It’s early October and unless you are living under a rock you know that this kicks off a month-long awareness campaign for breast cancer.

PINK, PINK EVERYWHERE!

What was once a singular month of pink ribbons, walks, and fundraisers has turned into a full on media frenzy…and an ideal opportunity for anyone wanting to make a dollar off of pink awareness items.

Pink is the new green!

There is some serious money being made in breast cancer awareness, but sadly very little of that money is going to directly help breast cancer patients, their families, or research. And no longer is pink confined to the month of October. It has become a year-round awareness campaign.

I’m here to boldly announce – THIS CAMPAIGN HAS BEEN A SUCCESS!

People are acutely aware of breast cancer. Women are more diligent about having mammograms and doing self exams and as a result people are catching the disease at earlier stages. But here’s the sad statistic: THE SAME NUMBER OF WOMEN ARE DYING OF BREAST CANCER EACH YEAR. According to some research done by Ann Silberman, author of the blog Breast cancer? But Doctor, I Hate Pink!, the overall number of deaths attributed to breast cancer each year since the ’80s has remained fairly steady at around 40,000. I dare to say that this number is actually higher because it is only based on those whose deaths are documented as being caused by breast cancer. Many die of complications from this disease.

The same number of women are dying even after millions billions of dollars are raised annually in the name of breast cancer awareness.

Awareness has been achieved. Even my 5-year-old knows that pink = breast cancer awareness! And the overwhelming display of pink each fall is a jarring reminder for those faced with the disease. It is time to shift the conversation away from awareness and boldly strive for stronger research. 

I may sound a bit preachy on this. Maybe even a bit angry. Truth be told, I am angry about this issue because for me (like many of you), breast cancer has affected people who I love. It’s intensely personal.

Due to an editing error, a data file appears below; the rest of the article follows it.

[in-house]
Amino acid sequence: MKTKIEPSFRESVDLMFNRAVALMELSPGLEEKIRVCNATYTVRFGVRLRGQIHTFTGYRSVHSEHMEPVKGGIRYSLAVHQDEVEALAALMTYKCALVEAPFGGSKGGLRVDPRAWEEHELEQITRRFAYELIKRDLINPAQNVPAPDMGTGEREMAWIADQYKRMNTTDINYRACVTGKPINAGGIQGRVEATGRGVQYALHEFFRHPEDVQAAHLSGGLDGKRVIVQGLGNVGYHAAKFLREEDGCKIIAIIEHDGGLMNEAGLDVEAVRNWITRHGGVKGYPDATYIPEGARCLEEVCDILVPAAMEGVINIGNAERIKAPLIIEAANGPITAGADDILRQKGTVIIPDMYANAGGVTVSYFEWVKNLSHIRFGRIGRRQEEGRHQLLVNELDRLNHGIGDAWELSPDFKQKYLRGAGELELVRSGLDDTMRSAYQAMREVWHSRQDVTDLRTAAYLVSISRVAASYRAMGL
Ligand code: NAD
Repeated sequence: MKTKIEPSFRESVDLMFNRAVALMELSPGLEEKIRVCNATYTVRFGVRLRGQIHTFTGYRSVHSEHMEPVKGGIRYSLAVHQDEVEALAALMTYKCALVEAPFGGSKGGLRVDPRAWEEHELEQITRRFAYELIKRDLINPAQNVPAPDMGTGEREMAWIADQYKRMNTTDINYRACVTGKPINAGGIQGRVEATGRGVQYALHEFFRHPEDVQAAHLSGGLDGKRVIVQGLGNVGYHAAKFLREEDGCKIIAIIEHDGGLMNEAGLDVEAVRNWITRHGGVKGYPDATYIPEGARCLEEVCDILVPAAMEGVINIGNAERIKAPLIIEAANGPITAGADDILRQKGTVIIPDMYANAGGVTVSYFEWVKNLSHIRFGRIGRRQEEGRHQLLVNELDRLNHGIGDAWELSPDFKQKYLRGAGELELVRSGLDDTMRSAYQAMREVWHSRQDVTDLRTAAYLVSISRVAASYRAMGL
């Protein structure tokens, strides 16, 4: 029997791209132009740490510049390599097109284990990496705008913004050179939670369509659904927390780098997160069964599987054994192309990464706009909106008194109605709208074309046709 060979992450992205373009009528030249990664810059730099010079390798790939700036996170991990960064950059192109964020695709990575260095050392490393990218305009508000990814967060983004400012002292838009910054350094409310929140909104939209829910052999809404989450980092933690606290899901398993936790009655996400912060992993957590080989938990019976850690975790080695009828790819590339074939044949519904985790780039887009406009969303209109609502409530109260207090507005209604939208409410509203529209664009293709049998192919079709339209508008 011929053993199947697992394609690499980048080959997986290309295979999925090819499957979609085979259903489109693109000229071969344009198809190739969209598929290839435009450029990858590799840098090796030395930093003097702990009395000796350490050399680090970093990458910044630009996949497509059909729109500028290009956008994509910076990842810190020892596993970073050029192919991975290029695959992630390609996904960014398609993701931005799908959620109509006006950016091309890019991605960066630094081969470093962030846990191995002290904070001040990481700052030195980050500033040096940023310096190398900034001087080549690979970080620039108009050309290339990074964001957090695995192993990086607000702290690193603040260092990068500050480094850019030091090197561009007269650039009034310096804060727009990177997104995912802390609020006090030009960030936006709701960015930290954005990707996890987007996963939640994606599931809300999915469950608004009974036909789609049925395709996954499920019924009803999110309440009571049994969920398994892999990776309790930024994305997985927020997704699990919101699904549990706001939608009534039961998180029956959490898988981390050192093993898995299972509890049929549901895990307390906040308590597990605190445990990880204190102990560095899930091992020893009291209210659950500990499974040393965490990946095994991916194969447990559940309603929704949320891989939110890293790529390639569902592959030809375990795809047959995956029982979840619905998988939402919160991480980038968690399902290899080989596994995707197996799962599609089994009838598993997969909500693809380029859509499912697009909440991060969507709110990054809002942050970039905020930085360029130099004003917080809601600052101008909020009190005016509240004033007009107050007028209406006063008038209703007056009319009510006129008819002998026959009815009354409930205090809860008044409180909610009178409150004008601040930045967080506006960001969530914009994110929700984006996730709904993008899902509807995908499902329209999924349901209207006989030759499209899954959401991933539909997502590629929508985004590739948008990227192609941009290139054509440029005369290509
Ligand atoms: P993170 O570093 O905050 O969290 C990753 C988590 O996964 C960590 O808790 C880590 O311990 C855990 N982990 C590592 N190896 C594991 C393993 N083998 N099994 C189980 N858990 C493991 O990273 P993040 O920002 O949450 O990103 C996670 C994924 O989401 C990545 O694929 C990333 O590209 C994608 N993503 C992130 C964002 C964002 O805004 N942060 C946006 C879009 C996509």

Here are just a few of my reasons:

Twenty-five years ago my grandmother was diagnosed with breast cancer and underwent a double mastectomy to try to avoid further spread of the disease in her body.

Two years ago, my childhood best friend was diagnosed with breast cancer and underwent a double mastectomy and a host of other surgeries and chemotherapy to battle the disease.

Three of my college friends have battled the disease. My friend Laura even posted a guest blog right here and shared her own experiences with the disease.

Since last October, I have lost two friends to metastatic breast cancer.

A dear friend and neighbor lost his sweet mother over the summer and his daughters lost their grandmother.

One of my aunts was diagnosed with breast cancer and has since had a lumpectomy and undergone radiation and other treatments.

And just last month we learned that my grandmother, the one mentioned above who had been a breast cancer survivor for 25 years, now has metastatic breast cancer. Her disease is back with a vengeance – invading her bones, wrapping around her spine in the form of a nasty tumor, and robbing her of her strength and zeal for life.  Sadly, there is no cure for her. Nothing to slow this disease down. In a matter of months, she has been deprived  of her very active life and my mom and her sisters are surrounding her with their love, unwavering devotion, energy, and faith – each hoping to give her a sense of peace and love and grace in the months to come. 

We’re not ready to let her go. 

Right now, the reality of breast cancer for our family is all too raw. Too real.

And October is just too pink.

What I’d love to see is a shift from the awareness dialogue that we are all overly accustomed to, to a push for research funding. Yes, companies will still figure out how to profit from all things pink, but if we tried hard enough, maybe the nonprofit organizations that say that they are all about breast cancer awareness can be held accountable. Maybe they’ll push a higher percentage of the funds raised in their name towards actual research. Instead of giving 3-10% of money raised from their awareness walks and 5Ks, maybe they’ll start giving a majority of those funds to actually help find a cure, rather than just putting that phrase on a t-shirt or water bottle.

So my focus this October is on my grandmother. On research. On a cure. If not for her, for my daughter’s generation. For hope. Because it’s the right thing to do. 

Will you join me?

 

Breast cancer RESEARCH. Not AWARENESSj.

 

 

 

 

 

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